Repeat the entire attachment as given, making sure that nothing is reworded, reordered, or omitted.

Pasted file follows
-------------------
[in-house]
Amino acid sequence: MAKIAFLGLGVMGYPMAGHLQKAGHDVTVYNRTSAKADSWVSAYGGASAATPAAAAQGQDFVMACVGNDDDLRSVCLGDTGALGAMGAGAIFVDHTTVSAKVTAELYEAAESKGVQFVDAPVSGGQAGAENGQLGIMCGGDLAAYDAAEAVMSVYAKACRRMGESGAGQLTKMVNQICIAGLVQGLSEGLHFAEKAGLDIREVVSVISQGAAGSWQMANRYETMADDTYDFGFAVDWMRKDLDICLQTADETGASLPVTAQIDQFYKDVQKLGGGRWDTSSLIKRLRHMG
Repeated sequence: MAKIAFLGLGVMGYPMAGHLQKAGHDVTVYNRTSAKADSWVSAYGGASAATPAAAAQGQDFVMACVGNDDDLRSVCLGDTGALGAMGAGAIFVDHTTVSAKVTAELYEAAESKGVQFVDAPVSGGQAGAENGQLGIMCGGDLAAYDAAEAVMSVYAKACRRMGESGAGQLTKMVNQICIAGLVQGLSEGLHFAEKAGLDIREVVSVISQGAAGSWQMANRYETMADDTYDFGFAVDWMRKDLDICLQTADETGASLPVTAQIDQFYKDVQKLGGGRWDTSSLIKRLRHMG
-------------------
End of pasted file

[in-house]
Amino acid sequence: MAKIAFLGLGVMGYPMAGHLQKAGHDVTVYNRTSAKADSWVSAYGGASAATPAAAAQGQDFVMACVGNDDDLRSVCLGDTGALGAMGAGAIFVDHTTVSAKVTAELYEAAESKGVQFVDAPVSGGQAGAENGQLGIMCGGDLAAYDAAEAVMSVYAKACRRMGESGAGQLTKMVNQICIAGLVQGLSEGLHFAEKAGLDIREVVSVISQGAAGSWQMANRYETMADDTYDFGFAVDWMRKDLDICLQTADETGASLPVTAQIDQFYKDVQKLGGGRWDTSSLIKRLRHMG
Repeated sequence: MAKIAFLGLGVMGYPMAGHLQKAGHDVTVYNRTSAKADSWVSAYGGASAATPAAAAQGQDFVMACVGNDDDLRSVCLGDTGALGAMGAGAIFVDHTTVSAKVTAELYEAAESKGVQFVDAPVSGGQAGAENGQLGIMCGGDLAAYDAAEAVMSVYAKACRRMGESGAGQLTKMVNQICIAGLVQGLSEGLHFAEKAGLDIREVVSVISQGAAGSWQMANRYETMADDTYDFGFAVDWMRKDLDICLQTADETGASLPVTAQIDQFYKDVQKLGGGRWDTSSLIKRLRHMG